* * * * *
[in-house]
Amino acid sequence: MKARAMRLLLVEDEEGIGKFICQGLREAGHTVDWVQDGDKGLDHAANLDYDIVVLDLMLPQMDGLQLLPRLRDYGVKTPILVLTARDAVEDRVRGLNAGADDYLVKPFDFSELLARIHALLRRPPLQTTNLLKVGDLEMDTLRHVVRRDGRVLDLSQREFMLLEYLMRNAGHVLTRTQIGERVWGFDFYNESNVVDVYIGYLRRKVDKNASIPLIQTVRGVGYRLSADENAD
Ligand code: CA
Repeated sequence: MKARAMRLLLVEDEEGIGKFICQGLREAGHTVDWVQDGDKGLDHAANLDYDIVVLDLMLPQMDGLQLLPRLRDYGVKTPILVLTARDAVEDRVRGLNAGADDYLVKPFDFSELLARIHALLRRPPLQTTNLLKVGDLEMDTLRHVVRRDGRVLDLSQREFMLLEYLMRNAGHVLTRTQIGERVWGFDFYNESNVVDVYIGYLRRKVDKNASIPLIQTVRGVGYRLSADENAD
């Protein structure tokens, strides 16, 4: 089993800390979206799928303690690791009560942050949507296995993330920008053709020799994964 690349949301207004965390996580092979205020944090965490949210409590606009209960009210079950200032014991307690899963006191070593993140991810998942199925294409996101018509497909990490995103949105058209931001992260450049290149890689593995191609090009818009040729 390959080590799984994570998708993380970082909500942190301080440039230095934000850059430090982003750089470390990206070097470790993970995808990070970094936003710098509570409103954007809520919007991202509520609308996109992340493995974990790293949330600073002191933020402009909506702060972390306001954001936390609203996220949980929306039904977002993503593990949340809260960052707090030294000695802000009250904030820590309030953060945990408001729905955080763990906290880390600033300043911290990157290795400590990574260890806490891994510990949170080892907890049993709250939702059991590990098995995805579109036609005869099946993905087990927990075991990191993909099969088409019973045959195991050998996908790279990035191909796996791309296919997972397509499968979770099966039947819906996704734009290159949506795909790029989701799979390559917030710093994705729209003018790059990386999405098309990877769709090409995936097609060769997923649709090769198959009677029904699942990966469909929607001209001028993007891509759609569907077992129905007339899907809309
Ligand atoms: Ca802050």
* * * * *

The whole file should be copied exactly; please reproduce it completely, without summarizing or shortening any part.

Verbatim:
[in-house]
Amino acid sequence: MKARAMRLLLVEDEEGIGKFICQGLREAGHTVDWVQDGDKGLDHAANLDYDIVVLDLMLPQMDGLQLLPRLRDYGVKTPILVLTARDAVEDRVRGLNAGADDYLVKPFDFSELLARIHALLRRPPLQTTNLLKVGDLEMDTLRHVVRRDGRVLDLSQREFMLLEYLMRNAGHVLTRTQIGERVWGFDFYNESNVVDVYIGYLRRKVDKNASIPLIQTVRGVGYRLSADENAD
Ligand code: CA
Repeated sequence: MKARAMRLLLVEDEEGIGKFICQGLREAGHTVDWVQDGDKGLDHAANLDYDIVVLDLMLPQMDGLQLLPRLRDYGVKTPILVLTARDAVEDRVRGLNAGADDYLVKPFDFSELLARIHALLRRPPLQTTNLLKVGDLEMDTLRHVVRRDGRVLDLSQREFMLLEYLMRNAGHVLTRTQIGERVWGFDFYNESNVVDVYIGYLRRKVDKNASIPLIQTVRGVGYRLSADENAD
């Protein structure tokens, strides 16, 4: 089993800390979206799928303690690791009560942050949507296995993330920008053709020799994964 690349949301207004965390996580092979205020944090965490949210409590606009209960009210079950200032014991307690899963006191070593993140991810998942199925294409996101018509497909990490995103949105058209931001992260450049290149890689593995191609090009818009040729 390959080590799984994570998708993380970082909500942190301080440039230095934000850059430090982003750089470390990206070097470790993970995808990070970094936003710098509570409103954007809520919007991202509520609308996109992340493995974990790293949330600073002191933020402009909506702060972390306001954001936390609203996220949980929306039904977002993503593990949340809260960052707090030294000695802000009250904030820590309030953060945990408001729905955080763990906290880390600033300043911290990157290795400590990574260890806490891994510990949170080892907890049993709250939702059991590990098995995805579109036609005869099946993905087990927990075991990191993909099969088409019973045959195991050998996908790279990035191909796996791309296919997972397509499968979770099966039947819906996704734009290159949506795909790029989701799979390559917030710093994705729209003018790059990386999405098309990877769709090409995936097609060769997923649709090769198959009677029904699942990966469909929607001209001028993007891509759609569907077992129905007339899907809309
Ligand atoms: Ca802050």